When Boys Fight and Compete PDF Print E-mail


How do we know when it is permissible for boys to fight? When do we determine that an altercation was justifiable and when it was not? A boy fighting off a kidnapper is surely to be praised, but a boy reducing himself to a fistfight over the last sweet is to be disciplined. As parents we must instruct our boys to fight in a life-threatening situation and not to fight when the issue is petty and when a higher authority is just around the corner in the kitchen, who can adjudicate the dispute.

The best way, as with all things, is to go to the Word of God and discover what it has to say about fistfights in the gray areas. For example, what about the consistently determined bully at school, or what if a friend is getting unjustly hammered by someone and when there is no hope of adult intervention?

The Christian faith is not pacifistic. We are given a glorious vision of victory in Scripture, when spears will be beaten into pruning hooks. A time will indeed come, when men will no longer have to study war, but in the meantime our boys need to be instructed in the art of warfare, fighting and self-defence. We cannot wait until boys are fully-grown; the training must start at a young age. Future men need to learn when, where and how to fight.

In Matthew 5 we see that not only is murder forbidden, but also anger without a cause. Boys who fight for entertainment, or who fly off the handle at things which are no provocation at all are in need of discipline. This must be detected at an early age, as it is an attitude which manifests itself in a variety of ways.

Boys must be taught never to fight for trivial reasons, and they must not be motivated by a personal disdain that is evidenced in the desire to wound through name-calling. Boys must also be taught that they may not fight unless the fight is consistent with their love for their enemies. The heart of the Christian ethic is for individuals to be reconciled to God. Personal vengeance always escalates out of control, but strict justice can be administered by a civil magistrate according to God's Word.

As parents we must be clear in our teaching that our personal enemies must be loved. At the same time we as parents can instruct our sons that a bully can and must be restrained when there is no other way to stop the abuse. In this case, the son is the deputy of his father.

Many adults are concerned over boys playing war with toy guns and swords. But boys are training at something men are called to do. This is as honourable as girls mothering baby dolls. We must however make sure that Biblical rules apply even here. Boys should never treat a toy gun more freely because it is not real. Boys playing war with boys should be allowed to blast away with the best of them. But if a lady comes over to visit the young boy's mother, and is standing in the hallway, and the boy comes up and tries to blow her away, the young warrior's mother should haul him off to the bedroom to be tried for war crimes. The visitor was a civilian and non-combatant. Mother should be schooled in the principles of Just War theory, and she should enforce the rules. Boys must also be trained in the use of real firearms. They should be fanatics about gun safety, and the rules of gun safety should apply whether the gun is real or not.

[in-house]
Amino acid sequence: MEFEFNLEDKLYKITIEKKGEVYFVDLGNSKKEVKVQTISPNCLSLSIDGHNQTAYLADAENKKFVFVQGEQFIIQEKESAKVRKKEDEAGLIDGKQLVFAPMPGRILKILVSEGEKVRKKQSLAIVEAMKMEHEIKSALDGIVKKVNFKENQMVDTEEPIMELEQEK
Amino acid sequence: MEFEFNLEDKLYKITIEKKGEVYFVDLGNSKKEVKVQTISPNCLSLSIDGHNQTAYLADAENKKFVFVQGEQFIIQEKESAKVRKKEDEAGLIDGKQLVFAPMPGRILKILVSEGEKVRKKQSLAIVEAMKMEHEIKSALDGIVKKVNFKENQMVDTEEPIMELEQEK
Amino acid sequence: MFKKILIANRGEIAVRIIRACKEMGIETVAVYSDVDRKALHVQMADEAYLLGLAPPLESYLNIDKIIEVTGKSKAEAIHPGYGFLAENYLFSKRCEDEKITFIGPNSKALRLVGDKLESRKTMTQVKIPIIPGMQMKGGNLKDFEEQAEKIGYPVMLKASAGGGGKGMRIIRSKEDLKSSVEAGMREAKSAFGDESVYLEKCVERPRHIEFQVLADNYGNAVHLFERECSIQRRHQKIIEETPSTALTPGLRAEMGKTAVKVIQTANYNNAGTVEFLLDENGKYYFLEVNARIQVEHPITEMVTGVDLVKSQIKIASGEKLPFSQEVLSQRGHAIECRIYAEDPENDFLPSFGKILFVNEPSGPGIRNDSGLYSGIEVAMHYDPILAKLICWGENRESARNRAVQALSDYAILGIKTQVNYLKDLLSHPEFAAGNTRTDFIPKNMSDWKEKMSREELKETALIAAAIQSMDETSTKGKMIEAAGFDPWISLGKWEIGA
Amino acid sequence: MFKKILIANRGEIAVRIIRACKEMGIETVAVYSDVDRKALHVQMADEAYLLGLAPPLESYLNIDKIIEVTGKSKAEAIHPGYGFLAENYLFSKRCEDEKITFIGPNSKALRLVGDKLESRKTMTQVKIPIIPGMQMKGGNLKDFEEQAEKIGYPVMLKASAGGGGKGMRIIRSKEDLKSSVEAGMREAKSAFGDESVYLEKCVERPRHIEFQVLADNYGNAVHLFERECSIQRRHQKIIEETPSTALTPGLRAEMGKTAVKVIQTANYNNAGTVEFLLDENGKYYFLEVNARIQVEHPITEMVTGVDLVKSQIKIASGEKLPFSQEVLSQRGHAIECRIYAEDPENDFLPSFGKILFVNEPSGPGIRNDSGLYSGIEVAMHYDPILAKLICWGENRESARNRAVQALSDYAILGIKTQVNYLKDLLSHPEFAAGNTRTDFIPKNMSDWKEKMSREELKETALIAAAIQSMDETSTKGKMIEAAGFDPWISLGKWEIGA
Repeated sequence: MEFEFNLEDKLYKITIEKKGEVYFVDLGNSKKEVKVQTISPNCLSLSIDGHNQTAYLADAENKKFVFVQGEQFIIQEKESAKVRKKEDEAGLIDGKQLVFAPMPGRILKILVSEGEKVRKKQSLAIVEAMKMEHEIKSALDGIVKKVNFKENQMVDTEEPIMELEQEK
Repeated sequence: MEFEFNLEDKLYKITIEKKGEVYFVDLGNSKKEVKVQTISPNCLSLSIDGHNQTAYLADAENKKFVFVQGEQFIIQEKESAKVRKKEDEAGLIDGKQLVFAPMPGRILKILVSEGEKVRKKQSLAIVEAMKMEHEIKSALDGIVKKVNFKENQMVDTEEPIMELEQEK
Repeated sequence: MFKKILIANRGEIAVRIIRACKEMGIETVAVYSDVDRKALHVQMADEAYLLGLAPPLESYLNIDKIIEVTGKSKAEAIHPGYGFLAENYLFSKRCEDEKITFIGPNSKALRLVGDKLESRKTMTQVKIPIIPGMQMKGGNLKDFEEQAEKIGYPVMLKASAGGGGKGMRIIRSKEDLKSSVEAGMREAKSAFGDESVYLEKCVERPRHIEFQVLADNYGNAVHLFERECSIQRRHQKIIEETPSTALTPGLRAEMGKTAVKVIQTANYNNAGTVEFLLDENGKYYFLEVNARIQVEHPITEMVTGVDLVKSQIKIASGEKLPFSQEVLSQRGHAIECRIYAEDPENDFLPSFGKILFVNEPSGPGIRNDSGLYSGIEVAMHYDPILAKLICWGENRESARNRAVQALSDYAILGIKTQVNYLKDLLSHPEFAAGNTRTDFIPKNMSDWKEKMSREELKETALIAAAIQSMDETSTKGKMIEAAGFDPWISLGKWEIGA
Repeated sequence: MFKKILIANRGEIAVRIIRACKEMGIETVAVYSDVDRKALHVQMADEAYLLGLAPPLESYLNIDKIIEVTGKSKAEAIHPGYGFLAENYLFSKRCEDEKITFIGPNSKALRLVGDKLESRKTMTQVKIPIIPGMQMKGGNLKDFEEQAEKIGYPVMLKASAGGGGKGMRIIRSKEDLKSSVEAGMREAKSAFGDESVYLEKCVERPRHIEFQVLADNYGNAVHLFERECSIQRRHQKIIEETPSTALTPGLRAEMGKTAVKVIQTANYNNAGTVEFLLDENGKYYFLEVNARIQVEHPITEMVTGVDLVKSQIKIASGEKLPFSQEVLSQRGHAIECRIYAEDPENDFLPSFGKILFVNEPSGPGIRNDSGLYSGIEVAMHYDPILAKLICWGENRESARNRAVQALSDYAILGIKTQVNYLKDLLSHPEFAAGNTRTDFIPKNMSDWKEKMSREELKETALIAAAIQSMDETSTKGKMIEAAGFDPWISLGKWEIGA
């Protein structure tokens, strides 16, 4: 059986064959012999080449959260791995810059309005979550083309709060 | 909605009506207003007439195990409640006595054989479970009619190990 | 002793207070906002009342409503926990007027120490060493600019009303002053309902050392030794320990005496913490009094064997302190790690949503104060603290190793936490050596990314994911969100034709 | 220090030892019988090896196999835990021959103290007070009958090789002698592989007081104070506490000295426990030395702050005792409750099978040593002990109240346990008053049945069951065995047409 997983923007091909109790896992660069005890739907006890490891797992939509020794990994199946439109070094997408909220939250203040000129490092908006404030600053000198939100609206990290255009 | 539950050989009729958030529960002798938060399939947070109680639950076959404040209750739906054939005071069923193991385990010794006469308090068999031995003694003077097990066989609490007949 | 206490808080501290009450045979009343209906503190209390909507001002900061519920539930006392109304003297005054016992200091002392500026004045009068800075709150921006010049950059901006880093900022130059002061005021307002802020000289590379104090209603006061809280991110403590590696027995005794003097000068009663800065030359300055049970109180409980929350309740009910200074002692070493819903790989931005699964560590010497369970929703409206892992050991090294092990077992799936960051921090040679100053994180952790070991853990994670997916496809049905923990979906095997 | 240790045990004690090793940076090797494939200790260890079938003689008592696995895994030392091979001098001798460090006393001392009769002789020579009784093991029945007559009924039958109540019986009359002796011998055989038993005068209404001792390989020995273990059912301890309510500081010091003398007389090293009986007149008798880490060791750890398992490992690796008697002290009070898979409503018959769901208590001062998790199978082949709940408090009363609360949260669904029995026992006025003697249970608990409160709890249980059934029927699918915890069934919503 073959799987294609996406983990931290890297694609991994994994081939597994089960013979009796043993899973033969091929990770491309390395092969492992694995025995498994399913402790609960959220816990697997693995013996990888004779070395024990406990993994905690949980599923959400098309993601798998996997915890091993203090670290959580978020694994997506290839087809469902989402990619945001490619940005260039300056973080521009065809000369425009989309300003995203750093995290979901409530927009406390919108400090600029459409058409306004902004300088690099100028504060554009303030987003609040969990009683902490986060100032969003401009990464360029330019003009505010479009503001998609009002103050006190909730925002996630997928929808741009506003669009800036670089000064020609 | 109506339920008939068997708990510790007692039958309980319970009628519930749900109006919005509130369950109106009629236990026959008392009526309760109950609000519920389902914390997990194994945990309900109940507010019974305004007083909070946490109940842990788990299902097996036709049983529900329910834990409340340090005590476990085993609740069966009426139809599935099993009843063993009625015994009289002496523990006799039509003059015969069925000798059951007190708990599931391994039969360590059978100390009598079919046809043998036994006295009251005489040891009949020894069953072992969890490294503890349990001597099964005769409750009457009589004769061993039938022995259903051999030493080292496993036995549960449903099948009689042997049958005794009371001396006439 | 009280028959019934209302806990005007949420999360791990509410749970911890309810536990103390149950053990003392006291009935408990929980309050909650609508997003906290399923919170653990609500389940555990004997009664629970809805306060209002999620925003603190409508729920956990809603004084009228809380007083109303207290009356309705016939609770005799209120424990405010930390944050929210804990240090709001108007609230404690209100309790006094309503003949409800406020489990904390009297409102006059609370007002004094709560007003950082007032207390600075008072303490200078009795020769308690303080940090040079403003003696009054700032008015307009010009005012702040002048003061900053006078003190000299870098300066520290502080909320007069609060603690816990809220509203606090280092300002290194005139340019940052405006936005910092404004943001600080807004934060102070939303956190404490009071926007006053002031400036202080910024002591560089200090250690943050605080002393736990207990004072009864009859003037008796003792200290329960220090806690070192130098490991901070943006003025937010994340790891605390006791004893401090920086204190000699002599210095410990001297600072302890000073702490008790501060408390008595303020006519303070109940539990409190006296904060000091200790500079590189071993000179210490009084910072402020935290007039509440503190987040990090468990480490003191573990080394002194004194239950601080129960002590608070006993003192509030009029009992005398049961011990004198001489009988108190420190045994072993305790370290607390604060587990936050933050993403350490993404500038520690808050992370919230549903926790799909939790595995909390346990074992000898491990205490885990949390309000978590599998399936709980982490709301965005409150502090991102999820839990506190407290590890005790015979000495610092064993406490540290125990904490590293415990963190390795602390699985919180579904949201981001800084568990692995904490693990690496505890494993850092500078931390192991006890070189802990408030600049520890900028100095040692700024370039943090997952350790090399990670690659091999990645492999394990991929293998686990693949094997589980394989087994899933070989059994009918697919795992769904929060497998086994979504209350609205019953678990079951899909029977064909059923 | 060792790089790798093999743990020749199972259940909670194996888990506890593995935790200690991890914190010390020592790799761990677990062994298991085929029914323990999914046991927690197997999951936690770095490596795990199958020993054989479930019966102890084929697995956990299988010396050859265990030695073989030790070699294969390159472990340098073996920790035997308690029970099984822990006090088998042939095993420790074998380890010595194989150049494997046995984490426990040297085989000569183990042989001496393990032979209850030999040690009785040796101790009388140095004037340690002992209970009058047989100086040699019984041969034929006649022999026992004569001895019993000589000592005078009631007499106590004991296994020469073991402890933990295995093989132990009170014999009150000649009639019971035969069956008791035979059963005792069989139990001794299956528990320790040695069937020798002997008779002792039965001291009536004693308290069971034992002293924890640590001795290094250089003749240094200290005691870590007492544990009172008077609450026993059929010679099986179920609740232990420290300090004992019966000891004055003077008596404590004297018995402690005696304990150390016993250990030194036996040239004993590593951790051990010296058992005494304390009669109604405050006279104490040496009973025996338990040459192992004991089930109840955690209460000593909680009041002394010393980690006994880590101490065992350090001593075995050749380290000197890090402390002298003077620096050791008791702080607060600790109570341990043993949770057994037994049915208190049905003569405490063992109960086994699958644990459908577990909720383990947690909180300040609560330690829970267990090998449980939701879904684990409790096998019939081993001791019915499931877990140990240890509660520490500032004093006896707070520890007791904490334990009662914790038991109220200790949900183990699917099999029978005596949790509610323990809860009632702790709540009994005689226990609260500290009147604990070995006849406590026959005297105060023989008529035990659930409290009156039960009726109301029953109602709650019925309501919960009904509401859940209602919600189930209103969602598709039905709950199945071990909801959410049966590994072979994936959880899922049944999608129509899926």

This is really mock war, and many valuable lessons can be learned in the context of disciplined athletic competition. In the world of sports involving children egalitarianism runs rampant. Winning and losing is said not to be important as long as every child comes out of the game feeling good about himself. It is quite true that a competitor should not care about winning more than he cares about glorifying God. But although it sounds crass, the point of playing a game is to win it - and this is how young men should be trained to glorify God. Winning is most certainly not everything - but it is the point of that particular activity. There is nothing wrong with encouraging our sons to win at competitive sports, as long as good sportsmanship is demonstrated. In a team context, the individual's skills help the whole team win, and this in of itself teaches valuable lessons.

In summary, there are times when boys must be taught to mute their natural energy. (Subject of a future article), but at other times another set of manners requires a release of energy. These channels in which aggressiveness can flow should be well defined and established. We see here the benefits of organized sports and military training.

But even on the playing field, 'manners' are still important. When aggressiveness overflows the banks, or when there are no banks (restraints), we have a major problem. Boys should learn at a young and tender age what God requires of Christian men.

For further reading, obtain 'FUTURE MEN' by Doug Wilson, from Christian Liberty Books.

Copyright © 2021. Frontline Fellowship. Powered by joomla
S5 Logo